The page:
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modphysnoob
 2 years ago
Best ResponseYou've already chosen the best response.1I actually reworked it using http://en.wikipedia.org/wiki/Del_in_cylindrical_and_spherical_coordinates and got this \[\frac{1}{r*\text{Sin}[\theta ]}(\text{Cos}[\theta ]*\text{Sin}[\theta ]) \hat{r}+\left(\frac{\text{Sin}[\theta ]}{r}\right)\hat{\phi }\]

Jemurray3
 2 years ago
Best ResponseYou've already chosen the best response.1Oops, typo. Sorry. The radial component is \[ \frac{1}{r\sin(\theta)} \frac{\partial}{\partial \theta} \sin^2(\theta) = \frac{2\cos(\theta)}{r} \]

modphysnoob
 2 years ago
Best ResponseYou've already chosen the best response.1what about phi component?

Jemurray3
 2 years ago
Best ResponseYou've already chosen the best response.1Notice that it doesn't actually matter, because you'll be taking the dot product with the normal vector to the surface of the hemisphere, which is just \[ \hat{n} = \hat{r} \]

modphysnoob
 2 years ago
Best ResponseYou've already chosen the best response.1oh, wow, didn't see that; that does make it a lot easier

Jemurray3
 2 years ago
Best ResponseYou've already chosen the best response.1Which hemisphere would you like to integrate over? If you do the one above the z = 0 plane, you'll be integrating \[ \int_0^{\pi/2} \int_0^{2\pi} 2\cos(\theta) d\phi d\theta\]

modphysnoob
 2 years ago
Best ResponseYou've already chosen the best response.1shouldn't there be sin(theta ) from spherical form of ds?

modphysnoob
 2 years ago
Best ResponseYou've already chosen the best response.1http://upload.wikimedia.org/math/8/0/f/80f422b0e2893ef5cc21ad13c71bbc10.png

Jemurray3
 2 years ago
Best ResponseYou've already chosen the best response.1oh yeah, sorry. Yet another typo.

modphysnoob
 2 years ago
Best ResponseYou've already chosen the best response.1no problem, your help is greatly appreciated

Jemurray3
 2 years ago
Best ResponseYou've already chosen the best response.1Anyway, then you will be integrating the line integral around the circular boundary in the z=0 plane. The two will be equal.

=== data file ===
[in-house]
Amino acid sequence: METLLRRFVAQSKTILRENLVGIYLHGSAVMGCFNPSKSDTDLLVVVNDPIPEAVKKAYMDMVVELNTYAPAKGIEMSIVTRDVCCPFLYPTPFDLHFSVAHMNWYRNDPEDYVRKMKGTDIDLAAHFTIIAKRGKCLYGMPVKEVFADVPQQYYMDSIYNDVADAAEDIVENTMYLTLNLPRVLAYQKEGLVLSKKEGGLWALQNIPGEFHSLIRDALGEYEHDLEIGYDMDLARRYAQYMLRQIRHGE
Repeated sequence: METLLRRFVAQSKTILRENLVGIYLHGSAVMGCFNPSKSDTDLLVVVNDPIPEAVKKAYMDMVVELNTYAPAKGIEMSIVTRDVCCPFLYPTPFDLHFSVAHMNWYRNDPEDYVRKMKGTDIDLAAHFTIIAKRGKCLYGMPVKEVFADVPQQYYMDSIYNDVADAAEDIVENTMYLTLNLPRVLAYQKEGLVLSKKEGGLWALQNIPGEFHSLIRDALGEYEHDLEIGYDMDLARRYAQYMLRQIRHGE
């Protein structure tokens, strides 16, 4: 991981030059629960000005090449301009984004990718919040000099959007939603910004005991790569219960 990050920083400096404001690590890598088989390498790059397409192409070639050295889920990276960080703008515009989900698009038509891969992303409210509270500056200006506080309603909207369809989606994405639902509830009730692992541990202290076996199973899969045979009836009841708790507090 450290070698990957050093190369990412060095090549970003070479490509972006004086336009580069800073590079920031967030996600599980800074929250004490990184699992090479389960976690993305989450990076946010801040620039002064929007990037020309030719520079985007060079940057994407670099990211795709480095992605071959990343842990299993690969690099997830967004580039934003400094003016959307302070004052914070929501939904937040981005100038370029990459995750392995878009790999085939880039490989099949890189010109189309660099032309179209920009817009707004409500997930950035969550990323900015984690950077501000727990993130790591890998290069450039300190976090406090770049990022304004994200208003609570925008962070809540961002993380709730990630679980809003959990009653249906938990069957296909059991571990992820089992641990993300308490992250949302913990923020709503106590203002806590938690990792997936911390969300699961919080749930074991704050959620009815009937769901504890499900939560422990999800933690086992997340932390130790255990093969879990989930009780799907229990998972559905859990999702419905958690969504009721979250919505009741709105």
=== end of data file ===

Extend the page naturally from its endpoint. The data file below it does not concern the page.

Jemurray3
 2 years ago
Best ResponseYou've already chosen the best response.1The line integral is trivially simple, don't worry :)

modphysnoob
 2 years ago
Best ResponseYou've already chosen the best response.1ok, I will try working it out

modphysnoob
 2 years ago
Best ResponseYou've already chosen the best response.1http://upload.wikimedia.org/math/0/a/c/0ac2a22b40a49a17025d8ad27f49cf6f.png we only use middle term,their phi is our theta since we actually have don't have any theta vector it is 0

Jemurray3
 2 years ago
Best ResponseYou've already chosen the best response.1No, the line integral should be \[ \int_0^{2\pi} r \sin(\theta) \cdot A_\phi d\phi \]

modphysnoob
 2 years ago
Best ResponseYou've already chosen the best response.1where does this come from?

Jemurray3
 2 years ago
Best ResponseYou've already chosen the best response.1\[ d\vec{l} = \hat{r}dr + \hat{\theta} rd\theta + \hat{\phi} r\sin(\theta) d\phi\] \[\vec{A} = \hat{r} A_r + \hat{\theta} A_\theta + \hat{\phi} A_\phi \]

modphysnoob
 2 years ago
Best ResponseYou've already chosen the best response.1we don't use r vector becuase it is set to constant?

Jemurray3
 2 years ago
Best ResponseYou've already chosen the best response.1What do you mean? The path we're taking is a circle in the Z=0 plane, so the direction is purely phi.

modphysnoob
 2 years ago
Best ResponseYou've already chosen the best response.1just to make sure we are on same page , phi is angle from x axis on xy plane right

modphysnoob
 2 years ago
Best ResponseYou've already chosen the best response.1well, A_phi= sin (theta)^2 so integrating it would result in sin(theta)^2*(2*pi)

modphysnoob
 2 years ago
Best ResponseYou've already chosen the best response.1since it is in xy plane ,evaluate at pi/2 sin(pi/2)^2 *(2*Pi)=2pi

modphysnoob
 2 years ago
Best ResponseYou've already chosen the best response.1which is what I got for surface integral above

modphysnoob
 2 years ago
Best ResponseYou've already chosen the best response.1thanks you , you are not only very smart also very patient
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